It is not necessary for two missing character identifications to occur consecutively. In other Words, the analyzer of FIG. 1 could properly detect that character 2 was obliterated, and then may erroneously determine that character 5, for example, is 4also missing. In such a situation, consecutive missing character detector 26 would not produce an output pulse. However, missing character .counter 311 is designed for this eventuality.

The first pulse from missing character detector places flip-ilop 67 into the on condition, whereby a signal appears .at output lead 68. `Flip-flop 67 is connected to be responsive to :symmetrical triggering, that is to say, its condition will be changed by each input pulse which is received through lead 78. Thus, the next pulse which is received from missing character counter 25 as a result of identification of a second missing character will place flip-flop 67 into the off condition. In response to passing from the on condition to the o condition, an out- .put signal is produced.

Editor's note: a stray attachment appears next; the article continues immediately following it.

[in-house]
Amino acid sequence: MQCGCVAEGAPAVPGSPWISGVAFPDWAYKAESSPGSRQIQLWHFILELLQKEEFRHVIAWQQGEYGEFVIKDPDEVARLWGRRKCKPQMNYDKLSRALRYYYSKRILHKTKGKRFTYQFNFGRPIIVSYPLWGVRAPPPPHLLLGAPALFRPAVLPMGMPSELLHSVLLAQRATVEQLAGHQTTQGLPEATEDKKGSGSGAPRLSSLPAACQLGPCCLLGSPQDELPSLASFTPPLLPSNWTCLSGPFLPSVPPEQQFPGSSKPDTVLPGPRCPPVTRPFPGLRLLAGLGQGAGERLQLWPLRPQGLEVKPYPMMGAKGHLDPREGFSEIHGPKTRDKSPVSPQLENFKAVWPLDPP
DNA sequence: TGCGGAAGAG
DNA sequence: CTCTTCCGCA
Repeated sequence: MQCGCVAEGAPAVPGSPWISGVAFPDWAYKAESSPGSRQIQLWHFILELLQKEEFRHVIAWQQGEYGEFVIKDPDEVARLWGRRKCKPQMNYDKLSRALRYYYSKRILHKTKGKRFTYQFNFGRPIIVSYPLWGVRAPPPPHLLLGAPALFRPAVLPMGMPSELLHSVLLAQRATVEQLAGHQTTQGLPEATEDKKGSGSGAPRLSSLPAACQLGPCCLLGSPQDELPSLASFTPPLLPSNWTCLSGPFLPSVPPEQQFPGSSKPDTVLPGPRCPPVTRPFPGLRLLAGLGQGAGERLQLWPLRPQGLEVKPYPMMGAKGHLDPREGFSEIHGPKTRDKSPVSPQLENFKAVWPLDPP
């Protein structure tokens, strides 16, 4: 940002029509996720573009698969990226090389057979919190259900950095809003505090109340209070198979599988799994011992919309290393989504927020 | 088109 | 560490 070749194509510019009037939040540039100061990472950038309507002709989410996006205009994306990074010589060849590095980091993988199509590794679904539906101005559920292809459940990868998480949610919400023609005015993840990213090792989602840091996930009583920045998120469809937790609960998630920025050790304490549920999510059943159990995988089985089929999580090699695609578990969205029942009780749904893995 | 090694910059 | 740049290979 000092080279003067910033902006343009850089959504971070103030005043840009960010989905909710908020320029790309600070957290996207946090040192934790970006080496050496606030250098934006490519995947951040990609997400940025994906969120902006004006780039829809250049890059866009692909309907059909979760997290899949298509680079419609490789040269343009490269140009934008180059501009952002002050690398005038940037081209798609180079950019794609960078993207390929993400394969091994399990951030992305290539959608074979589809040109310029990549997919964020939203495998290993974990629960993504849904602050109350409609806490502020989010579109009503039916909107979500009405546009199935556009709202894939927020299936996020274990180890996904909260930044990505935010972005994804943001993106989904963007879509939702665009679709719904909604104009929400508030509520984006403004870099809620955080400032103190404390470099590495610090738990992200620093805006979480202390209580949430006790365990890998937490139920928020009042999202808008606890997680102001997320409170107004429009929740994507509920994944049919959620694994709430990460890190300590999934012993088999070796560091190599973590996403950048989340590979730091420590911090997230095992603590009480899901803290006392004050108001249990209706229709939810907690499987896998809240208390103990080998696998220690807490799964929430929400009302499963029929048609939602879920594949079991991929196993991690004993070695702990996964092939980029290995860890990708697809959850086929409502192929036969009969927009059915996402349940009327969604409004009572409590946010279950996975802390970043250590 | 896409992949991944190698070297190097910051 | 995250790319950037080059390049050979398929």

This out-put pulse is transmitted by OR lgate 69 to fliptlop 70. Flip-flop 70 responds in a manner identical to that described above where a pulse was transmitted through OR gate 69 from consecutive missing character detector '26. Thus, there will be no output if .two nonconsecutive missing characters .are identified.

What has been described above in lconjunction lWith FIG. 1 is a Icode analyzer suitable for analyzing a document containing 'both pre-coded and post-coded information. In addition to positive operation with respect to the characters which have been intentionally defaced or obliterated in the post-coded groups of characters, various safety `features have been included in the logic circuit to prevent erroneous identification resulting either through inadvertent coding procedures, or from improper printing or other factors which prevent character reader 11 from recognizin g a character.

The compatible code analyzer depicted in FIG. 1, represents one embodiment of the present invention. It is not unique in the sense that it is the only circuit suitable for accomplishing the desired result. Thus, for example, FIG. 7 depicts a second compatible code analyzer suitable for detecting missing characters in a post-coded document.